Bird’s Nest: Beijing’s striking Olympic Stadium

bird's nest

With natural cooling and lighting capabilities, the Bird's Nest is energy efficient.

Designed by Herzog & de Meuron, the new Beijing Olympics National Stadium is the most striking of a series of spectacular architectural projects designed for the city.

The 100,000 seat structure represents the most innovative stadium design since the free-form tent structure used for the Munich Olympic stadium of 1972 and might¬† eclipse London’s planned stadium for the 2012 Games.

The apparently reandom steel structure, dubbed for obvious reasons the bird’s nest, is an instantly recognisable landmark and a setting in which spectators will be made to feel part of the event. [1]

With natural cooling and lighting capabilities, the Bird’s Nest is energy efficient. A 24-hour per day rainwater collector is located near the stadium; after water is purified, it is used throughout and around the stadium.[2] Pipes placed under the playing surface gather heat in the winter to warm the stadium and coldness in the summer to cool the stadium. [3]

The architects Herzog and De Meuron extracted inspiration for the design of the new Olympic stadium in Beijing. This consists of 41875 steel “twigs” and translucent panels of tetrafluoroethylene that has the same insulatian functions as mud, plumes and mosses in a bird’s nest.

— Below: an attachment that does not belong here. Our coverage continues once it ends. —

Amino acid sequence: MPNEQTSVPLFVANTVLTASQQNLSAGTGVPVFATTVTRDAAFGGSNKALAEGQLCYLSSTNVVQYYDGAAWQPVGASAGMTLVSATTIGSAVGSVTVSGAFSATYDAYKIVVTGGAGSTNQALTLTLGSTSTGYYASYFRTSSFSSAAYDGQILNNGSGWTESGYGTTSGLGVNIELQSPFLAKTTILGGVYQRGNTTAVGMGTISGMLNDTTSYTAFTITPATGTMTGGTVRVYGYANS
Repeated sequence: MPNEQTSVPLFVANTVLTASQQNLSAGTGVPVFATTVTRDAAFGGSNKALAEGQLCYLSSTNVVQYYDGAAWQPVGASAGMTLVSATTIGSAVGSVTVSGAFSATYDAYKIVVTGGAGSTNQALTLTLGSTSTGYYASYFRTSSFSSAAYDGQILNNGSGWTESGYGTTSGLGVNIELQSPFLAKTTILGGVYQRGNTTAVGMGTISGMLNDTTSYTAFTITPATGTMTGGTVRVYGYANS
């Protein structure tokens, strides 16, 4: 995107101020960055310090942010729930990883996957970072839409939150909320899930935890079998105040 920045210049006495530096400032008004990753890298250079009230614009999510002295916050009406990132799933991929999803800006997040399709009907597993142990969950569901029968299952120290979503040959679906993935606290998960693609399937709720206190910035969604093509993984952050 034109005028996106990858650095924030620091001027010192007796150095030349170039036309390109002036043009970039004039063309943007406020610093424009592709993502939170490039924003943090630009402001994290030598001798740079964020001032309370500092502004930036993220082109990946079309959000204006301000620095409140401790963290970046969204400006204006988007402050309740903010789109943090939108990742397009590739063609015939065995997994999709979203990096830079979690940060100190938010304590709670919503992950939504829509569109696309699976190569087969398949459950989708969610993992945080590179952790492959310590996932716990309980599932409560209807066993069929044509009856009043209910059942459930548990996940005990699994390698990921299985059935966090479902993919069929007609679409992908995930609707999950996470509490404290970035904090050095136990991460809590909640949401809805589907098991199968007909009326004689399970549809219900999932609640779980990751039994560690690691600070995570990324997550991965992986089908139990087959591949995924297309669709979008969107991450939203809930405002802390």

The structure is 69 meters high and 320 m long and can accommodate 91000 spectators.

YouTube Preview Image

Sources:

[1] Brit Insurance. Design of The Year 2008. London Design Museum

[2] A green Bird’s Nest”. National Stadium (The Official Website of the Beijing 2008 Olympic Games). http://en.beijing2008.cn/cptvenues/venues/nst/headlines/n214370877.shtml. Retrieved on 2009-06-29.

[3] Bird’s Nest: Personalized design furnishes best experience for the audience”. National Stadium (The Official Website of the Beijing 2008 Olympic Games). 2008-06-28. ¬†http://en.beijing2008.cn/cptvenues/venues/nst/headlines/n214171288.shtml Retrieved on 2009-06-29.

This entry was posted in Innova-Arts, Innova-Energy and tagged , , .
Both comments and trackbacks are currently closed.